We're almost done with setting up the Facebook page and app, but before this is complete we need to do one last thing: tell our Facebook page that we want to display the 'Facebook page app' as a tab on the Facebook page. To do this we need to enter a url into our address bar.

Facebook Page administrators can add your app directly to their Page by navigating to the following url. To this url you need to add your 'APP ID' and the URL to where your Wordpress is hosted on your domain so for instance in my case this would be

Your app ID can be found on the settings page of your 'Facebook page app'.

If successful then you should be directed to an 'add Page Tab' screen. If you find that you get an error then ensure that you haven't got a '/' at the end of your url. From the 'Add Page tab' screen you need to select the Facebook page that you would require the tab(blog) on. Once you've selected your required page it should then redirect you to your hosted page on your own domain.

Now navigate back to Facebook and from your main Facebook landing page (the one with your main news stream on). Select the 'page' (from the sidebar) that you created earlier. Once on the page head towards the top right hand corner of the page and select the 'edit page' button.

Here you will find the 'settings' for your page. It's from here that you can change the 'default landing page' to your 'Facebook page app'. This will then default to that tab whenever anybody arrives on your page. Once you've done this and filled in any other settings that you feel relevant then you can click on 'view page' in the top right hand corner. Select the tab in the left hand sidebar and you should be able to see our 'hello world' sample page within Facebook.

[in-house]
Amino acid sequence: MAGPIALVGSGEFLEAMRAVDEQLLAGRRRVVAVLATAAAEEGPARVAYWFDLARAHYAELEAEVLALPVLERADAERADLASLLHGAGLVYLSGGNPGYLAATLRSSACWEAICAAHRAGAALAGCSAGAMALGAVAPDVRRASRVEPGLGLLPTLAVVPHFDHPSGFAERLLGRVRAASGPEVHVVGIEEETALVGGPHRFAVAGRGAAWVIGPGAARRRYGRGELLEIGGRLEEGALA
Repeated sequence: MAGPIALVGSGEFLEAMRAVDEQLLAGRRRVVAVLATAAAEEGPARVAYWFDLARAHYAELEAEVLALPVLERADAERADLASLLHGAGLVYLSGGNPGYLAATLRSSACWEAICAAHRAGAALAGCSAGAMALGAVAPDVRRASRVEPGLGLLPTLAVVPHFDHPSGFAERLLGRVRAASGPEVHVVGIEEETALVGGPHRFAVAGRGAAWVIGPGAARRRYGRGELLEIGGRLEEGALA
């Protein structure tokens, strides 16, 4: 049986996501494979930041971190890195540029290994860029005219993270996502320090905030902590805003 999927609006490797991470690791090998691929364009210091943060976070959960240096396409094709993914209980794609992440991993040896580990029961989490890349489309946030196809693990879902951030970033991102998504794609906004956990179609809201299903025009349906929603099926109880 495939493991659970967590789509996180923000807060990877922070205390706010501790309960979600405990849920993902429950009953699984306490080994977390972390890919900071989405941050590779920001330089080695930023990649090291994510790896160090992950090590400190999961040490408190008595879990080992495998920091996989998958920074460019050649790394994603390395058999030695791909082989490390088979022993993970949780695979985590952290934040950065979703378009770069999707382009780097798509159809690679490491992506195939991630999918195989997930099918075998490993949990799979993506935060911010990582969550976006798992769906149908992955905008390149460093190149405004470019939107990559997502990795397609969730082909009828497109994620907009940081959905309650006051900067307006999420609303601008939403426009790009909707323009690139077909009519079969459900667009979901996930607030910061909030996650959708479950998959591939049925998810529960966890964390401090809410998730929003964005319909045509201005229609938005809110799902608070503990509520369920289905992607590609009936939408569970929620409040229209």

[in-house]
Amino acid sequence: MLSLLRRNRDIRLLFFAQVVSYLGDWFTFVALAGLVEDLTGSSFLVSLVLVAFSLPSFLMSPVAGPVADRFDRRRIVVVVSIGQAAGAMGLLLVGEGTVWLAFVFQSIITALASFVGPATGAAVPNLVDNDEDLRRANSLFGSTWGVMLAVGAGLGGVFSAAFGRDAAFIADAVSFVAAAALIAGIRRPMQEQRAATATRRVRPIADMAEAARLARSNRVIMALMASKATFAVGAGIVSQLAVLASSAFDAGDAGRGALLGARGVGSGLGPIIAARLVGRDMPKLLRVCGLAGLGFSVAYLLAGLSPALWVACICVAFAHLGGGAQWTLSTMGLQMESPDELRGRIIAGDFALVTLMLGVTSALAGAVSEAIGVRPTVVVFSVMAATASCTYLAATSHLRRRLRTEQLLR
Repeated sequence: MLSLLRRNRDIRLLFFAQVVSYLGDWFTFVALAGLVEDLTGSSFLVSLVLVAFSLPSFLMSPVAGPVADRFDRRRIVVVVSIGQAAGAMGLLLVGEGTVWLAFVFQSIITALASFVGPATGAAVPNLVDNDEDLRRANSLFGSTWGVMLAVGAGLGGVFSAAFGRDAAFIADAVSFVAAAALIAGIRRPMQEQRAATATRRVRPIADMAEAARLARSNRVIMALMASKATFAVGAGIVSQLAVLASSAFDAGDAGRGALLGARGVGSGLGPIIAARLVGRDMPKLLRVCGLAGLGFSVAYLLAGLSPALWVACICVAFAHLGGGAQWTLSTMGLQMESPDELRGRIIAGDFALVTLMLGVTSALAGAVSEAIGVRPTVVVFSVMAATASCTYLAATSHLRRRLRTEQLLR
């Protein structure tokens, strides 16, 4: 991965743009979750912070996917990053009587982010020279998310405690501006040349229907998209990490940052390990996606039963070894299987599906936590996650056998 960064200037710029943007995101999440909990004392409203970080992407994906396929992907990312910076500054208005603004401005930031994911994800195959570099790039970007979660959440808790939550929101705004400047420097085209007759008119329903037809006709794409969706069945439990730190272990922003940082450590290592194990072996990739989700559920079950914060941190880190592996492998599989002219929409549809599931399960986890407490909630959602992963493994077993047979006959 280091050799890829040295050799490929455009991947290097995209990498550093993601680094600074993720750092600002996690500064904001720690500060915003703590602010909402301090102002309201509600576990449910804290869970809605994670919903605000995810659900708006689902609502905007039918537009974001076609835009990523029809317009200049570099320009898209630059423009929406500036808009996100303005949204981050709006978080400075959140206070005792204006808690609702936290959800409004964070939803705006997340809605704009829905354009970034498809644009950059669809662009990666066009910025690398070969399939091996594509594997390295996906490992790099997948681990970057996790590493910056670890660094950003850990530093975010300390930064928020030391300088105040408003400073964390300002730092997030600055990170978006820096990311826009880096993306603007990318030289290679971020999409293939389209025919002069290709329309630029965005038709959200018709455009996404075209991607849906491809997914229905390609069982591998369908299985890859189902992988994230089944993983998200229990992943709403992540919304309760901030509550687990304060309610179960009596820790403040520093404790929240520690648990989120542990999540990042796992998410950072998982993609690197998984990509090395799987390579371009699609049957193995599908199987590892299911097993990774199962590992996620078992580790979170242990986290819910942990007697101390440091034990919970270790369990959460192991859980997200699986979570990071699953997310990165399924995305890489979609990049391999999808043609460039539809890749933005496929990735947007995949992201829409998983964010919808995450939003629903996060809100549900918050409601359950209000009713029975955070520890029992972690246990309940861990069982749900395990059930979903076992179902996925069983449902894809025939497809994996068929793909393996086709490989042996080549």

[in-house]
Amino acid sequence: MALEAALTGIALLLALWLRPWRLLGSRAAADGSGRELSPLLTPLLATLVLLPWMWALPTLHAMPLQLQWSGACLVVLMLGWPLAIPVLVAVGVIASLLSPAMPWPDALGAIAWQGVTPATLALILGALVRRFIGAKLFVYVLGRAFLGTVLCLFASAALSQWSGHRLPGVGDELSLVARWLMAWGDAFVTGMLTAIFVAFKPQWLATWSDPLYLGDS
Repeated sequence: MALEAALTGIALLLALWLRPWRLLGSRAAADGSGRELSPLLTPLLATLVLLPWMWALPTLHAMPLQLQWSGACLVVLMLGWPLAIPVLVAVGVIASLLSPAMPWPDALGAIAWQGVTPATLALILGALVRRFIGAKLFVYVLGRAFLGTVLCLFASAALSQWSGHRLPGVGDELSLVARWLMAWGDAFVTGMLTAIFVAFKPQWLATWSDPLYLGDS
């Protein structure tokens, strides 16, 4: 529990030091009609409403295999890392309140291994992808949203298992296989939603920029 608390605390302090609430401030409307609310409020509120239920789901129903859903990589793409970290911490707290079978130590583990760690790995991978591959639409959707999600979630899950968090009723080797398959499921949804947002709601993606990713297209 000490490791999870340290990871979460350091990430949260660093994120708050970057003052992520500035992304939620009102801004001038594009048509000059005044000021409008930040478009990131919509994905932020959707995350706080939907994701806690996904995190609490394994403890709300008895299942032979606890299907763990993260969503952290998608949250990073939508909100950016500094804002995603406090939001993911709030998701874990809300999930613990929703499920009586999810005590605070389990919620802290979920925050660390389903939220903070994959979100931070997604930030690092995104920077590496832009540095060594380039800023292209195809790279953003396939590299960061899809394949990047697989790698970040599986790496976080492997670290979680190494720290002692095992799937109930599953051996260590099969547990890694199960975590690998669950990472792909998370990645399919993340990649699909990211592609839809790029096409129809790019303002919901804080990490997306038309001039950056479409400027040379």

Please note it can appear a little confusing at first as the default landing tab only appears as the default landing tab to ourselves when we are logged out of Facebook..

That's it! We're all set up pulling in data from our domain into our Facebook page! All we need to do now is create a Wordpress theme that will fit within the 520px constraints of our Facebook page.

Creating a Style Set For Our Page

Before we begin coding or designing our Facebook page blog, it can often be quite useful to think about a style set for our design. Style sets can include colors, patterns, spacing and general rules to stick to so that our design is unified. Not only will this give a consistent look to our blog but it will also breathe familiarity into our design which is often subconsciously welcomed by users. It also gives the benefit of making our elements reusable, meaning that if we ever need to add a new module or page to our site, we can easily do this by using elements that we have already created.